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    November 29, 2010

    The Immortal Life of Henrietta Lacks Chosen as New York Times Notable Book

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    The Immortal Life has been listed as a New York Times Notable Book of 2010, and also as one of the top 10 books of 2010 by Dwight Garner of the New York Times, who said:

    This thorny and provocative first book — it’s about cancer, racism, scientific ethics and crippling poverty — floods over you like a narrative dam break. It’s one of the most graceful and moving nonfiction books I’ve read in a very long time. More than 10 years in the making, it feels like a book Rebecca Skloot was born to write.


    November 23, 2010

    NPR calls The Immortal Life of Henrietta Lacks One of the Best Conversation Starters of 2010

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    From National Public Radio today:  “The Immortal Life of Henrietta Lacks is a remarkable feat of investigative journalism and a moving work of narrative nonfiction that reads with the vividness and urgency of fiction. It also raises sometimes uncomfortable questions with no clear-cut answers about whether people should be remunerated for their physical, genetic contributions to research and about the role of profit in science.”

    NPR has named the Immortal Life of Henrietta Lacks as one of the Best Conversation Starters of 2010.  Full story online here.


    November 18, 2010

    The Oprah Magazine and Discover Name The Immortal Life as a Best Book of 2010

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    O, The Oprah Magazine has just named The Immortal Life of Henrietta Lacks as one of the Best Books of 2010, and Discover Magazine has named it as one of their Must Reads of 2010 — Discover also named Rebecca Skloot’s appearance on the Colbert Report discussing The Immortal Life as one of “Five Geektastic Moments From a Year in Television.”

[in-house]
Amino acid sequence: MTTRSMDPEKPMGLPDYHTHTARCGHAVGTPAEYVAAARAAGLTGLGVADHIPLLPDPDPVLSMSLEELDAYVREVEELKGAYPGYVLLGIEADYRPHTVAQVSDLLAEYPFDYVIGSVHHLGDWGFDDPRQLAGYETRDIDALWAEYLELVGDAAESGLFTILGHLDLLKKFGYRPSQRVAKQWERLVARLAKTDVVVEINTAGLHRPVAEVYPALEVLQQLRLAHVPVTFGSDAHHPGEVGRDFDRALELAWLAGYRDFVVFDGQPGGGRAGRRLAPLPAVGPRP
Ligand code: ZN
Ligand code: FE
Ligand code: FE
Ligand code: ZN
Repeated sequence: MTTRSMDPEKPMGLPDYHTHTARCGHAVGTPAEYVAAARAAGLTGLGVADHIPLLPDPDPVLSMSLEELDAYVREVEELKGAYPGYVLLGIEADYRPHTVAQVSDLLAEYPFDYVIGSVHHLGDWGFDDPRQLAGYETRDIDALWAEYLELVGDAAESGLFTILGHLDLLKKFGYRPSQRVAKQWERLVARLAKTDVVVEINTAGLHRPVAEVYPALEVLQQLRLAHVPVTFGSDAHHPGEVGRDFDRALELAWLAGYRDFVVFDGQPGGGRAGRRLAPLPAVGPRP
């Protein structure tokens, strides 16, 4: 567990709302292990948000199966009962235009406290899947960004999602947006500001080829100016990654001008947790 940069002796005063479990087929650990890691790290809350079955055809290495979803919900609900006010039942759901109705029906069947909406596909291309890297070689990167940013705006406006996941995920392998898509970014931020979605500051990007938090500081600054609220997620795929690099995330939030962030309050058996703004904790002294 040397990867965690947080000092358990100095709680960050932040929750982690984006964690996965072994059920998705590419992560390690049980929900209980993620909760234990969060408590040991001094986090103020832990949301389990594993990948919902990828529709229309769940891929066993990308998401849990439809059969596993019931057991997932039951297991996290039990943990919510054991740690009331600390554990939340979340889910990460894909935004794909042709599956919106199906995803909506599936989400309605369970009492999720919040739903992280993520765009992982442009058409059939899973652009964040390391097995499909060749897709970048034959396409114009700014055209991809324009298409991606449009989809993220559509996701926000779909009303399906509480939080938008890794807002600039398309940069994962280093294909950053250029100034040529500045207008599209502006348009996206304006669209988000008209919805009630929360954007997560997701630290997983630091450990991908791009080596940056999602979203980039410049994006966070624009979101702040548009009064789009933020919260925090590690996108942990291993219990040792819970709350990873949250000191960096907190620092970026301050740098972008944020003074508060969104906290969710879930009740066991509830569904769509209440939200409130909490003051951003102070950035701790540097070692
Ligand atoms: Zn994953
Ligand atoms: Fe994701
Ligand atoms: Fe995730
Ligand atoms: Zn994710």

November 10, 2010

    The Immortal Life of Henrietta Lacks Wins 2010 Wellcome Trust Book Prize

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    The Immortal Life of Henrietta Lacks has just been announced as the winner of this year’s Wellcome Trust Book Prize:

    Ten years in the making, ‘The Immortal Life of Henrietta Lacks’ (Pan Macmillan) – a beautiful but harrowing work of non-fiction by Rebecca Skloot – has won the second Wellcome Trust Book Prize. Taking readers on a journey of scientific discovery, the book tells the story of a poor Southern tobacco farmer whose cancer cells, taken without her knowledge, became one of the most important tools in medicine.

    The prize honors one book each year “on the theme of health and medicine. It brings together the worlds of medicine and literature, appealing to literature lovers and science enthusiasts.”

    Read the full announcement of the award, and why the jury chose The Immortal Life online here.


    November 4, 2010

    Immortal Life of Henrietta Lacks Chosen as Best Book of 2010 by Amazon.com

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    Very exciting news, just in:  Amazon has named The Immortal Life of Henrietta Lacks as the Best Book of 2010.  From their announcement:

    Our Best of the Year lists are always the culmination of a year of eager book scouting, and then a few contentious weeks of nominating, discussing, rehashing, rereading, and sorting, and this year is no different, although, like last year, our #1 pick made itself pretty plain, and left us extra time to debate the other 99 spots on the Top 100. As soon as we read Rebecca Skloot’s The Immortal Life of Henrietta Lacks, we thought it was pretty special. In just 300 pages (and in her first book), Skloot makes an incredibly difficult task seem simple: weaving together a story of science and history with a very personal account of a family who has not always wanted their story told. The book is full of surprise, incident, and character (not the least of which is Skloot herself, although her presence never overwhelms the story), the way good stories are, but it’s also a story of ideas, which Skloot treats as subtly and even-handedly as she does the people she writes about. It’s the rare sort of book that is ambitious and innovative, but that you could also give to any curious reader, and that’s just the sort of book we love to put at the top of our list.

    Please have a look at their full list of the top books of the year, and the many wonderful titles on it.  I’m honored that The Immortal Life is among them.


    October 31, 2010

    US Government Says Genes Should Not Be Eligible For Patents

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    In a historic reversal of a longstanding and controversial policy, the U.S. Government has just filed a legal brief saying that genes should not be eligible for patents, because they are products of nature.  This brief was filed in the case of ACLU vs. Myriad Genetics, in which the ACLU and hundreds of scientists and patients argue that Myriad’s patent on the breast cancer gene has inhibited the progress of science, and treatment for breast cancer.